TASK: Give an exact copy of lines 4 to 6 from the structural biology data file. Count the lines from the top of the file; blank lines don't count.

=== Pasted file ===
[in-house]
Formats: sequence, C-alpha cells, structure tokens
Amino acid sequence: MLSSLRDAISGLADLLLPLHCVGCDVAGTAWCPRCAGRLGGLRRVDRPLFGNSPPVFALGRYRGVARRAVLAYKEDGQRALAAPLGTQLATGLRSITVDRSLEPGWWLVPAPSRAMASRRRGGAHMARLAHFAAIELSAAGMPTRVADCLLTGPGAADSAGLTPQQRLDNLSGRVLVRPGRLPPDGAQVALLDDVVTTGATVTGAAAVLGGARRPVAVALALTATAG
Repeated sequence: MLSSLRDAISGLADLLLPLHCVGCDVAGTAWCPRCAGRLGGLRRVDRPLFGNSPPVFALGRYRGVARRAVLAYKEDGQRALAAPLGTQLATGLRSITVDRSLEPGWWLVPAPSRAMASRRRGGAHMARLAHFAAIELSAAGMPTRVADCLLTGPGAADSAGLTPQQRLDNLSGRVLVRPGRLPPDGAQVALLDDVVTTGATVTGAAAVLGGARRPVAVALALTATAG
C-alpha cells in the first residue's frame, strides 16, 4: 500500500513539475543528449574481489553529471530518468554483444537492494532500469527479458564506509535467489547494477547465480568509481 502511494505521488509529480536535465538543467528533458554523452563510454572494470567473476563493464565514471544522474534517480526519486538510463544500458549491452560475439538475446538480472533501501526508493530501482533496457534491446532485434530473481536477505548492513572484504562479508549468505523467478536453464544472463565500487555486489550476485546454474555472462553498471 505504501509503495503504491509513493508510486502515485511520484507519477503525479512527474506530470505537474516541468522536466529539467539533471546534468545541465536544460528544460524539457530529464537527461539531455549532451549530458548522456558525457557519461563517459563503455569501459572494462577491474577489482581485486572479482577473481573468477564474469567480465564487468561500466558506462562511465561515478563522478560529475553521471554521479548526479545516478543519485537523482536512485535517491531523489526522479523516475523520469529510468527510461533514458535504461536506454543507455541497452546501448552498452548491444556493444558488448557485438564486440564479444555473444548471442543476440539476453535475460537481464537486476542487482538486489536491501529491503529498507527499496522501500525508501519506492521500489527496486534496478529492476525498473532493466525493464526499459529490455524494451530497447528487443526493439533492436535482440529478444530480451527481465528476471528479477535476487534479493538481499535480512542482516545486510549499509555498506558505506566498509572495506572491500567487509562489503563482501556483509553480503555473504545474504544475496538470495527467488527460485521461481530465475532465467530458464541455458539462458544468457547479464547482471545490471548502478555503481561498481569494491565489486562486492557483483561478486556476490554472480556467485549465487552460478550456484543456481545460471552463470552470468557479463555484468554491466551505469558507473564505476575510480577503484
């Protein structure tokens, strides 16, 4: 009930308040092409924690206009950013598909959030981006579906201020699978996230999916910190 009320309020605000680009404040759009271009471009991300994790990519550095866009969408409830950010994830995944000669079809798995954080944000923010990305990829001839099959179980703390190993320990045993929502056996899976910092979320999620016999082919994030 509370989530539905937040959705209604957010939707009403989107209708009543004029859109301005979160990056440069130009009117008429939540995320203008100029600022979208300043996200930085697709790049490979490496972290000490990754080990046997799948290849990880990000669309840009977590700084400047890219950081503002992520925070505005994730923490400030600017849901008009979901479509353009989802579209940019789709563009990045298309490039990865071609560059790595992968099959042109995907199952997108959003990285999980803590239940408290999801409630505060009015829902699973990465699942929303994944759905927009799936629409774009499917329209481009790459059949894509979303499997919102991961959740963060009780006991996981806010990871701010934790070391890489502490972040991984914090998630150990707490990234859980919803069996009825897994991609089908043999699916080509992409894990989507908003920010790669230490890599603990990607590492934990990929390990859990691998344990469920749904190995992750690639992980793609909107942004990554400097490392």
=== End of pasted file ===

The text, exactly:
Repeated sequence: MLSSLRDAISGLADLLLPLHCVGCDVAGTAWCPRCAGRLGGLRRVDRPLFGNSPPVFALGRYRGVARRAVLAYKEDGQRALAAPLGTQLATGLRSITVDRSLEPGWWLVPAPSRAMASRRRGGAHMARLAHFAAIELSAAGMPTRVADCLLTGPGAADSAGLTPQQRLDNLSGRVLVRPGRLPPDGAQVALLDDVVTTGATVTGAAAVLGGARRPVAVALALTATAG
C-alpha cells in the first residue's frame, strides 16, 4: 500500500513539475543528449574481489553529471530518468554483444537492494532500469527479458564506509535467489547494477547465480568509481 502511494505521488509529480536535465538543467528533458554523452563510454572494470567473476563493464565514471544522474534517480526519486538510463544500458549491452560475439538475446538480472533501501526508493530501482533496457534491446532485434530473481536477505548492513572484504562479508549468505523467478536453464544472463565500487555486489550476485546454474555472462553498471 505504501509503495503504491509513493508510486502515485511520484507519477503525479512527474506530470505537474516541468522536466529539467539533471546534468545541465536544460528544460524539457530529464537527461539531455549532451549530458548522456558525457557519461563517459563503455569501459572494462577491474577489482581485486572479482577473481573468477564474469567480465564487468561500466558506462562511465561515478563522478560529475553521471554521479548526479545516478543519485537523482536512485535517491531523489526522479523516475523520469529510468527510461533514458535504461536506454543507455541497452546501448552498452548491444556493444558488448557485438564486440564479444555473444548471442543476440539476453535475460537481464537486476542487482538486489536491501529491503529498507527499496522501500525508501519506492521500489527496486534496478529492476525498473532493466525493464526499459529490455524494451530497447528487443526493439533492436535482440529478444530480451527481465528476471528479477535476487534479493538481499535480512542482516545486510549499509555498506558505506566498509572495506572491500567487509562489503563482501556483509553480503555473504545474504544475496538470495527467488527460485521461481530465475532465467530458464541455458539462458544468457547479464547482471545490471548502478555503481561498481569494491565489486562486492557483483561478486556476490554472480556467485549465487552460478550456484543456481545460471552463470552470468557479463555484468554491466551505469558507473564505476575510480577503484
């Protein structure tokens, strides 16, 4: 009930308040092409924690206009950013598909959030981006579906201020699978996230999916910190 009320309020605000680009404040759009271009471009991300994790990519550095866009969408409830950010994830995944000669079809798995954080944000923010990305990829001839099959179980703390190993320990045993929502056996899976910092979320999620016999082919994030 509370989530539905937040959705209604957010939707009403989107209708009543004029859109301005979160990056440069130009009117008429939540995320203008100029600022979208300043996200930085697709790049490979490496972290000490990754080990046997799948290849990880990000669309840009977590700084400047890219950081503002992520925070505005994730923490400030600017849901008009979901479509353009989802579209940019789709563009990045298309490039990865071609560059790595992968099959042109995907199952997108959003990285999980803590239940408290999801409630505060009015829902699973990465699942929303994944759905927009799936629409774009499917329209481009790459059949894509979303499997919102991961959740963060009780006991996981806010990871701010934790070391890489502490972040991984914090998630150990707490990234859980919803069996009825897994991609089908043999699916080509992409894990989507908003920010790669230490890599603990990607590492934990990929390990859990691998344990469920749904190995992750690639992980793609909107942004990554400097490392």